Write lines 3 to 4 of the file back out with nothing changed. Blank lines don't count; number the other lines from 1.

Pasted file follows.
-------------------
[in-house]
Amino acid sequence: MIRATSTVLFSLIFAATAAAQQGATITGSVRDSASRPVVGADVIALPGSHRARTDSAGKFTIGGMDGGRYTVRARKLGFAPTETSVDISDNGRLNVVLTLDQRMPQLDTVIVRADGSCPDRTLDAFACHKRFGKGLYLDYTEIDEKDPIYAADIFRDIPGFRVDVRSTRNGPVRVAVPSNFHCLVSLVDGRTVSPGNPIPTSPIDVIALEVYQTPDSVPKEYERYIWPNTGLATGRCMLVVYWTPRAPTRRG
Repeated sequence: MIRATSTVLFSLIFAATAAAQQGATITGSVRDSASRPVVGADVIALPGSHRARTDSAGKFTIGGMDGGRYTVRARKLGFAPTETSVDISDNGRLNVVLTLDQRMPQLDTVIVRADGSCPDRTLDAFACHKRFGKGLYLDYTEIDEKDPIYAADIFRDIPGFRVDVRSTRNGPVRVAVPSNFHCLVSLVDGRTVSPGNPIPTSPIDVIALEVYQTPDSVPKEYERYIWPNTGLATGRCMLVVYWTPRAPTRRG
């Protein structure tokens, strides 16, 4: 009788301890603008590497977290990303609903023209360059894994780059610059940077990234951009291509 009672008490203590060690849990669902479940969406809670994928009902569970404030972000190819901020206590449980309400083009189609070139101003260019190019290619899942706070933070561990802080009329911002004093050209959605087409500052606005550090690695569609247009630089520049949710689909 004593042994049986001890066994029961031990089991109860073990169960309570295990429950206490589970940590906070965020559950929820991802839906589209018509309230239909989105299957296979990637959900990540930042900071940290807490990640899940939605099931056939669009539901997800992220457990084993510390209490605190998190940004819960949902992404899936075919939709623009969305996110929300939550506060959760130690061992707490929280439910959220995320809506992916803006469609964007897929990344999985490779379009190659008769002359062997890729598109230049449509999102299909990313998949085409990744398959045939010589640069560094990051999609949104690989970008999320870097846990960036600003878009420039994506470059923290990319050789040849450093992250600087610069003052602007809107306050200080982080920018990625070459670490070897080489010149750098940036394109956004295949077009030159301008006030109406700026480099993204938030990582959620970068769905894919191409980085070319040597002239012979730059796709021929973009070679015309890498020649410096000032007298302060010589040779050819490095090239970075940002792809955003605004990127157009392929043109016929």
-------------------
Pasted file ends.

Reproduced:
Repeated sequence: MIRATSTVLFSLIFAATAAAQQGATITGSVRDSASRPVVGADVIALPGSHRARTDSAGKFTIGGMDGGRYTVRARKLGFAPTETSVDISDNGRLNVVLTLDQRMPQLDTVIVRADGSCPDRTLDAFACHKRFGKGLYLDYTEIDEKDPIYAADIFRDIPGFRVDVRSTRNGPVRVAVPSNFHCLVSLVDGRTVSPGNPIPTSPIDVIALEVYQTPDSVPKEYERYIWPNTGLATGRCMLVVYWTPRAPTRRG
């Protein structure tokens, strides 16, 4: 009788301890603008590497977290990303609903023209360059894994780059610059940077990234951009291509 009672008490203590060690849990669902479940969406809670994928009902569970404030972000190819901020206590449980309400083009189609070139101003260019190019290619899942706070933070561990802080009329911002004093050209959605087409500052606005550090690695569609247009630089520049949710689909 004593042994049986001890066994029961031990089991109860073990169960309570295990429950206490589970940590906070965020559950929820991802839906589209018509309230239909989105299957296979990637959900990540930042900071940290807490990640899940939605099931056939669009539901997800992220457990084993510390209490605190998190940004819960949902992404899936075919939709623009969305996110929300939550506060959760130690061992707490929280439910959220995320809506992916803006469609964007897929990344999985490779379009190659008769002359062997890729598109230049449509999102299909990313998949085409990744398959045939010589640069560094990051999609949104690989970008999320870097846990960036600003878009420039994506470059923290990319050789040849450093992250600087610069003052602007809107306050200080982080920018990625070459670490070897080489010149750098940036394109956004295949077009030159301008006030109406700026480099993204938030990582959620970068769905894919191409980085070319040597002239012979730059796709021929973009070679015309890498020649410096000032007298302060010589040779050819490095090239970075940002792809955003605004990127157009392929043109016929």